Mulberry Street (2007) dir. Jim Mickle
Starring: Nick Damici, Antone Pagan, Sarah Dickinson
Opening the ‘Toronto After Dark Film Festival’ last night was the acclaimed New York City zombie film “Mulberry Street”. When an infestation of half-rat half-man zombies take over Manhattan, a group of lowly apartment building tenants including a former boxer, a drag queen and a war veteran form an unlikely bond to fight off the predators. It’s a humorous logline, but the film is a seriously intense urban action zombie film in the tradition of “28 Days Later”.
The opening establishes a group of well-meaning New York City working class residents of a condemned apartment building slated for demolition. Before that happens, some of the feral rats also inhabiting the building start exhibiting more than the usual belligerent behaviour. When a rat takes a chunk out of the arm of one of the residents, he becomes infected with a new virus that will soon turn him into a rat zombie. Of course, where’s there’s one rat zombie there 10 more. And so it doesn’t take long for Manhattan to turn into a rat-zombie war zone.
In the building the fight is led by former boxer Clutch (Nick Damici) who is joined by Drag Queen Coco (Ron Brice) and a group of unlikely working class heroes. Clutch’s paternal instincts kick in and he becomes the Romero-like hero of the building. Meanwhile, in another part of the city Clutch’s daughter Casey (Kim Blair) has returned home from a tour in Iraq to be with her Father. She is forced to fight her way into the city to be reunited with her long lost father. The reunion is bittersweet as more death and bloodshed soon follow.
The film is played completely straight with little overt humour, though I giggled at some of the creative beatings from Clutch and his comrades-in-arms. There are no guns in the film; instead fists are the weapons of choice. Rat-zombies are punched to a pulp and thrown around like rag dolls. The hook of the film seems to be the introduction of the New York City rat into the zombie world. It sounds great on paper, but apart from catching a glimpse of a few prosthetic noses in some of the shots, the enemies are just flesh-eating zombies – plain and simple.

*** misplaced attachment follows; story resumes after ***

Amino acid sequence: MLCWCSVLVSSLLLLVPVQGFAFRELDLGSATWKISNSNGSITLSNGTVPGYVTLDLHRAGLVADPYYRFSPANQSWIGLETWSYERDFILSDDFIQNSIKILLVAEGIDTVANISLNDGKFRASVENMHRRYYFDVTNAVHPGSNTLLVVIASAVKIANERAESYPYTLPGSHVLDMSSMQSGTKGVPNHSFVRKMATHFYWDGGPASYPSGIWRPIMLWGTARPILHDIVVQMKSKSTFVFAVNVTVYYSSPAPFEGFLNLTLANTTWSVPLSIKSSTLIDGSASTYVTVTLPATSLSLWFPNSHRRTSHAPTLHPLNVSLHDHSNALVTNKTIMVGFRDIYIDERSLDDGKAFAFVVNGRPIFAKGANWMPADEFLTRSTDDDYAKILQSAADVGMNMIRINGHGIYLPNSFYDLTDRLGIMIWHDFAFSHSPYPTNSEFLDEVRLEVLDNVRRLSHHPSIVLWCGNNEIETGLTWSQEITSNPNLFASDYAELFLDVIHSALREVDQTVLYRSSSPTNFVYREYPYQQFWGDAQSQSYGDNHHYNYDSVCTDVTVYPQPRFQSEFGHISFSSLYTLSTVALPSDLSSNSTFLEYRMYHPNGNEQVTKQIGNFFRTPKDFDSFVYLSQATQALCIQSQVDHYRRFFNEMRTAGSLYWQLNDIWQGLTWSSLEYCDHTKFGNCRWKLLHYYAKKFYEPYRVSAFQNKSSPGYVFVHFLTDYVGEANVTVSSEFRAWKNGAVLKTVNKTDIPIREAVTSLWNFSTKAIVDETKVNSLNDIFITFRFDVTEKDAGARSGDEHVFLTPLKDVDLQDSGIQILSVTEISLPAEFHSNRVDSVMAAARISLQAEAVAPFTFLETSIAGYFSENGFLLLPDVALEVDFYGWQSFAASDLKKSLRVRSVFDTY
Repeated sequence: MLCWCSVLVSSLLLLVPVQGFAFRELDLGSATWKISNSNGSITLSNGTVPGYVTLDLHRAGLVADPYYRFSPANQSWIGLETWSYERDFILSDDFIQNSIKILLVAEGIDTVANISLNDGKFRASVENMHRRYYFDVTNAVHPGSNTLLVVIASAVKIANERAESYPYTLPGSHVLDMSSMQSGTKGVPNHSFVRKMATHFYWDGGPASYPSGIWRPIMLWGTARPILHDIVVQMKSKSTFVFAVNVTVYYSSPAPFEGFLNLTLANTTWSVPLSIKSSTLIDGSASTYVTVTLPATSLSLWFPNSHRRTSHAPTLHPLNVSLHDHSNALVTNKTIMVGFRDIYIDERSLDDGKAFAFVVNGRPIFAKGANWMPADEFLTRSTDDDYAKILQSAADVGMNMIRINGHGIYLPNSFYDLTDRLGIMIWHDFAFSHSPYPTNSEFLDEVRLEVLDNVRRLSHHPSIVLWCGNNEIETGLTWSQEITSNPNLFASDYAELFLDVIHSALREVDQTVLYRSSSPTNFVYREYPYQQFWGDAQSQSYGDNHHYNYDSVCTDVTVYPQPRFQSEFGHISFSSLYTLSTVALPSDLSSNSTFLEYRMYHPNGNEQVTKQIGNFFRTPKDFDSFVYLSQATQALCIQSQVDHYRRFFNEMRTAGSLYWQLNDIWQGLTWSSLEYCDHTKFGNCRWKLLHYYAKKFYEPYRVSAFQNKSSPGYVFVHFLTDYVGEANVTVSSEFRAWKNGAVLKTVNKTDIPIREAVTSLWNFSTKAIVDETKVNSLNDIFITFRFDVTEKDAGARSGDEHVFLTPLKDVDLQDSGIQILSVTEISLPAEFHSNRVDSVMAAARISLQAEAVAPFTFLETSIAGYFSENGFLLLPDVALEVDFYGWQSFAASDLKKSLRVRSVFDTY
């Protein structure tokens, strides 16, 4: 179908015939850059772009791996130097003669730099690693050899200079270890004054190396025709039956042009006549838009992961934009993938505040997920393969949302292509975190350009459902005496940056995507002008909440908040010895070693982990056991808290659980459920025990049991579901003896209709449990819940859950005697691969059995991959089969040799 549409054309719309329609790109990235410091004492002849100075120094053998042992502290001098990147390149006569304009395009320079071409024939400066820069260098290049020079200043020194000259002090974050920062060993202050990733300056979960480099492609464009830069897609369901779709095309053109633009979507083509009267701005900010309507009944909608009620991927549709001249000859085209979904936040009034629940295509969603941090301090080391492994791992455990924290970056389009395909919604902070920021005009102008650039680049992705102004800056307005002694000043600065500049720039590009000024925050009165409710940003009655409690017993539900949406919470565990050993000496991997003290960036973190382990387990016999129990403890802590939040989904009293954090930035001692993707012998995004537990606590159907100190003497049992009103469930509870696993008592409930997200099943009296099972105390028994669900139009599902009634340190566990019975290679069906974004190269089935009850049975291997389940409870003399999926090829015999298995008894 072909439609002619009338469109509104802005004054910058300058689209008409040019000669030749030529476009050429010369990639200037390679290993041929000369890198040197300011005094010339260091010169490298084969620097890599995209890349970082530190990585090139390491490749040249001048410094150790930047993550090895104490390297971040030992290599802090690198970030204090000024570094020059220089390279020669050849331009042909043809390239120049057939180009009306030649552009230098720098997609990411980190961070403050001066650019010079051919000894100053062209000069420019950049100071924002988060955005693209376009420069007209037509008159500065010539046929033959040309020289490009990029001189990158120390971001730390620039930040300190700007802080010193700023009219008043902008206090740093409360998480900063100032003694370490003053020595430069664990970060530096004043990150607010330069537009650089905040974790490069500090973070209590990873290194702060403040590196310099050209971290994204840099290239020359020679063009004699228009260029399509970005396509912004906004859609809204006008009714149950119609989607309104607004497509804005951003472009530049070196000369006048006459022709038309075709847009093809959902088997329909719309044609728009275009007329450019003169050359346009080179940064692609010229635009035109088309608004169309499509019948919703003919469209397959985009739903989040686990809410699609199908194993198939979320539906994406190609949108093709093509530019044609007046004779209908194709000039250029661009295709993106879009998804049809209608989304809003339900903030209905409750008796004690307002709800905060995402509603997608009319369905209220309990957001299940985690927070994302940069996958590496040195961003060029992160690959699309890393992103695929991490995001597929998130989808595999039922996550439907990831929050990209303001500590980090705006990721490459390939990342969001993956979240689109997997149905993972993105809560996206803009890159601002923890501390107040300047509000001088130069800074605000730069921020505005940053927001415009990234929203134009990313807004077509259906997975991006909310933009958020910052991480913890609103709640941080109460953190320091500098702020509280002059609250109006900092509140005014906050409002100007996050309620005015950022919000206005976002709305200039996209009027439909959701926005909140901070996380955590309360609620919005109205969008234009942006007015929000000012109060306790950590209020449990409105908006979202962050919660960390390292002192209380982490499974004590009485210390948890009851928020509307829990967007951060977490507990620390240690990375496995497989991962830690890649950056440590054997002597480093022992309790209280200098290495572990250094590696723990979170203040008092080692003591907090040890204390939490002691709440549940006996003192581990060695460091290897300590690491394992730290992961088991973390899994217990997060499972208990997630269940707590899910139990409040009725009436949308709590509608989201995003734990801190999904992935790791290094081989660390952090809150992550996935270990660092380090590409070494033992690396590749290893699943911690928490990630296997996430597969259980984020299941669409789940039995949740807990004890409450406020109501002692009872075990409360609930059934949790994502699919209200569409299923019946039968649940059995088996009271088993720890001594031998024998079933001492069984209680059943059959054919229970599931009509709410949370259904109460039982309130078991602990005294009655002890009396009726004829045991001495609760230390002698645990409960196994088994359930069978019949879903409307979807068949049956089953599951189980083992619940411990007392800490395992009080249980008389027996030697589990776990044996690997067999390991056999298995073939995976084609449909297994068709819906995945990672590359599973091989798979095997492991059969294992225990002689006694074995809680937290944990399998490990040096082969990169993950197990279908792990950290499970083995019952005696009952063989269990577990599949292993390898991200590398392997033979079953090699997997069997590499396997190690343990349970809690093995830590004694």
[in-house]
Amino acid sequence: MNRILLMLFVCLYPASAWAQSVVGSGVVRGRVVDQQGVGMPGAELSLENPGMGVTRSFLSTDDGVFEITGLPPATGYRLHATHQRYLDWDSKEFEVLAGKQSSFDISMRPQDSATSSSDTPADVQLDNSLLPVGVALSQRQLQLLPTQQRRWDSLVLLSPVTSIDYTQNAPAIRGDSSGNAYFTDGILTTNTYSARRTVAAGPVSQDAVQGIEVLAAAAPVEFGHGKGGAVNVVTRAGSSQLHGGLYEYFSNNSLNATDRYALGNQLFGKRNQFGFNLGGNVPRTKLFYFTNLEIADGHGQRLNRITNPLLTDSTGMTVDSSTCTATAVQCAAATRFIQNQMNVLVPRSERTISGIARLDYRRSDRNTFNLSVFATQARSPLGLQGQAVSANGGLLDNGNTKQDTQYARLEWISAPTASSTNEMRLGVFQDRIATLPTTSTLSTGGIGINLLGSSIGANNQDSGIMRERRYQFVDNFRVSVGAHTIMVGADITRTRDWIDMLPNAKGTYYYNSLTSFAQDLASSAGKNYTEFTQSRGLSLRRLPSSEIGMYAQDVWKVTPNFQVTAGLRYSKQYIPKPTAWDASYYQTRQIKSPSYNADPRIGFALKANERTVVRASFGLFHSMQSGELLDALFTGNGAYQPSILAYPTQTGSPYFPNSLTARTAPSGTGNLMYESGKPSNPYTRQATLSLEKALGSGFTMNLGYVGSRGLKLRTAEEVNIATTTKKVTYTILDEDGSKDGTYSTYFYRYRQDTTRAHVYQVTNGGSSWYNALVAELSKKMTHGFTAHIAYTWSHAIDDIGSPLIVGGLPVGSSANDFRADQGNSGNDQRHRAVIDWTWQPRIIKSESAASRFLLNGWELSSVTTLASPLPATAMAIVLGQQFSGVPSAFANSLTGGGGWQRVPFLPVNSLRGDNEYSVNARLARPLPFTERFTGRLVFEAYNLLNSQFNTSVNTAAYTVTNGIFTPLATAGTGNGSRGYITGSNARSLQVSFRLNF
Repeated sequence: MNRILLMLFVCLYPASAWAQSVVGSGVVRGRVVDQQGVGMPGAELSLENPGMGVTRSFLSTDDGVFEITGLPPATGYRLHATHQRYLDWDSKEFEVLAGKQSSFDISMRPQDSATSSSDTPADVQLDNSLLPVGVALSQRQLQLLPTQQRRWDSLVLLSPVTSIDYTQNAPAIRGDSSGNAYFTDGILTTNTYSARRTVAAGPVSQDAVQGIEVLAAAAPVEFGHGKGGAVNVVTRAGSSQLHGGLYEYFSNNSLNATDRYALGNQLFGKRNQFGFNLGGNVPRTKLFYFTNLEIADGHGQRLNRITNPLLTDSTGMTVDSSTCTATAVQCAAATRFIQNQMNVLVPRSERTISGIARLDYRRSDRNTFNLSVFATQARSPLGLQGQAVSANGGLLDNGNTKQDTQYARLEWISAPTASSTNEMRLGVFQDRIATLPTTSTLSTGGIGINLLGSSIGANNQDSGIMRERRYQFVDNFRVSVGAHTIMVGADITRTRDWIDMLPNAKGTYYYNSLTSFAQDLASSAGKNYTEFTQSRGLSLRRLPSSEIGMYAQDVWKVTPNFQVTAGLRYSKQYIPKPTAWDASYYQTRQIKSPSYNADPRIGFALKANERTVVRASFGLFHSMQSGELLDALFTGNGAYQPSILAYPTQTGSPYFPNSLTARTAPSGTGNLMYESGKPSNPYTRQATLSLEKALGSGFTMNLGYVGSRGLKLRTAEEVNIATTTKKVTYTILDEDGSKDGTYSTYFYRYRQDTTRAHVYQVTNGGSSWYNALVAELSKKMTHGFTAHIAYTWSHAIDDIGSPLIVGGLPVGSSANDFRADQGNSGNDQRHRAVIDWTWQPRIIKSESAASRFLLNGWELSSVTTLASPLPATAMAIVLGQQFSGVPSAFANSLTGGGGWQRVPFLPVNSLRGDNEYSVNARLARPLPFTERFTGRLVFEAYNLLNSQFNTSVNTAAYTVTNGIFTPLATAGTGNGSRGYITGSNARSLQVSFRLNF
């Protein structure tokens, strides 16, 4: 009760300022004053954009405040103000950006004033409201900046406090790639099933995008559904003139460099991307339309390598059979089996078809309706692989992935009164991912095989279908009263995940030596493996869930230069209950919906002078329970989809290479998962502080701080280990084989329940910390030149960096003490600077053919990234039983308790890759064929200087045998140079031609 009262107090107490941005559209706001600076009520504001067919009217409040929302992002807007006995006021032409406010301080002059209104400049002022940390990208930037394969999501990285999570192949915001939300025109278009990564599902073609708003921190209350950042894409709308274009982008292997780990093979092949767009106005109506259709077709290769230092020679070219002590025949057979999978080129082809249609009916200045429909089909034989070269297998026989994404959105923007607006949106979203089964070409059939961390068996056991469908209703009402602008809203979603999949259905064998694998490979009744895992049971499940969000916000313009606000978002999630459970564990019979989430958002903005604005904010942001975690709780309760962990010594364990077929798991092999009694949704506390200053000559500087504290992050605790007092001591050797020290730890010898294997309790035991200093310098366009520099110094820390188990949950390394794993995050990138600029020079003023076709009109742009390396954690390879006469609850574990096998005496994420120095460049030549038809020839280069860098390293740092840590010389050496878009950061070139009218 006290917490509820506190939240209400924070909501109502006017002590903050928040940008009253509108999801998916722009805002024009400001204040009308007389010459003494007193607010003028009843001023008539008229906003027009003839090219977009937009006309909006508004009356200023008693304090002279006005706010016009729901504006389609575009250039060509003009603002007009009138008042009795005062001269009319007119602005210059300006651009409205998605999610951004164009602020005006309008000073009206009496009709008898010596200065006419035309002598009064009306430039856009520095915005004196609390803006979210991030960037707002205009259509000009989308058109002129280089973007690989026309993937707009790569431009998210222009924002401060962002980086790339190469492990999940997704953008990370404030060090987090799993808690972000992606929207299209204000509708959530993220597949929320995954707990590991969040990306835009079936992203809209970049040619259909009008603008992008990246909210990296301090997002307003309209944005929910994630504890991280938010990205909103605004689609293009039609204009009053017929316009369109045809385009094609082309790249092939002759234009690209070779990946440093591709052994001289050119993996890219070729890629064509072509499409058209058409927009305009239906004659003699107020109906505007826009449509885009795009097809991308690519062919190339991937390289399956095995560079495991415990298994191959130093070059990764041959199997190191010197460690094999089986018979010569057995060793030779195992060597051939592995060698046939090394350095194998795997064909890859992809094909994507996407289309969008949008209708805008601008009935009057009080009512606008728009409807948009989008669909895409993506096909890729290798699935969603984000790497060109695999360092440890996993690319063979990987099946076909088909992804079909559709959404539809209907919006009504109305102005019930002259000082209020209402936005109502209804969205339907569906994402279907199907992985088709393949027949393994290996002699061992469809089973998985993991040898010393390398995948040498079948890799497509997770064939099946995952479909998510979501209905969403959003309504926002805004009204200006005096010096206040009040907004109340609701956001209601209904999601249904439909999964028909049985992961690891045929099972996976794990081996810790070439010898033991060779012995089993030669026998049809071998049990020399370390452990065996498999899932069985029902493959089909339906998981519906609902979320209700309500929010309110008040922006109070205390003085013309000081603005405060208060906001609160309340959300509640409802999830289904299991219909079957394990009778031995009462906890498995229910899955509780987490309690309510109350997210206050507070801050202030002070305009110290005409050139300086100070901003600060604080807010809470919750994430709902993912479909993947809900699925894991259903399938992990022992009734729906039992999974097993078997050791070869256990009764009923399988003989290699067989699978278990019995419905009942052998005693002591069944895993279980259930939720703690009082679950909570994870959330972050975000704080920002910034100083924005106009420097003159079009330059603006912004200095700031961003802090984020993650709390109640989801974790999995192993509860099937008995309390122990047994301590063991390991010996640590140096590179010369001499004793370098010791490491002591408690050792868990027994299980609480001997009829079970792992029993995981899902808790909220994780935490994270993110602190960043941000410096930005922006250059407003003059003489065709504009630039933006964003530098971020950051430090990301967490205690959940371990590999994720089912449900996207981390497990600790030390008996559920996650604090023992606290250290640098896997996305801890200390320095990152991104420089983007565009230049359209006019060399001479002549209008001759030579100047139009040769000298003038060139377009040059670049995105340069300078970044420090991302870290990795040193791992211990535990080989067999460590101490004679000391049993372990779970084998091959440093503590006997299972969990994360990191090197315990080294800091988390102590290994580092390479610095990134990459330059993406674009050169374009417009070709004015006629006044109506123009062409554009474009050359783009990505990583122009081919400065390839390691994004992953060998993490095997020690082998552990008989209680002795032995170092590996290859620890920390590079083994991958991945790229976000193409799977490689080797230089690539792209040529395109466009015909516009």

Jim Mickle keeps his camera moving and cutting at a frantic pace. His staccato shutter effect mimics the visual techniques in “28 Days Later”. In fact, the tone of Danny Boyle’s film is all over this film. Mickle uses an ambient feedback music score that Boyle used to punctuate his emotion beats in “28 Days Later”. Mickles overuses this technique and through repetitiveness, unfortunately it loses its impact. There’s about 6 or 7 action sequences with muted location sound and amplified ambient feedback. Mickle seems infatuated with it.
I’m being a little tough on the film, because considering the zero-budget the filmmakers had to work with, it’s a remarkable tough, gritty and intense film. When the characters finally get together at the end there’s a brief moment of calm when Clutch and Casey realize they’re a family together under the most extreme of circumstances. Mickle knows his film is about his characters, not the effects, or the action or the bloodletting.
One major distraction I had with the screening was the yucky full frame letterboxed digital projection. The colours were muted and dull and the grainy dark images which dominated the entire film only made more obvious the film’s no-budget. It’s a shame because under proper projection conditions – ie. maybe a print transfer, or a ‘Christie’ digital machine the film could have looked much better. Instead we were watching a giant television screen.
This is just part one of a few more After Dark Reviews of some of the best under-the-radar horror and fantasy films coming to your local theatre, underground video store, or Bit Torrent queue list. Enjoy.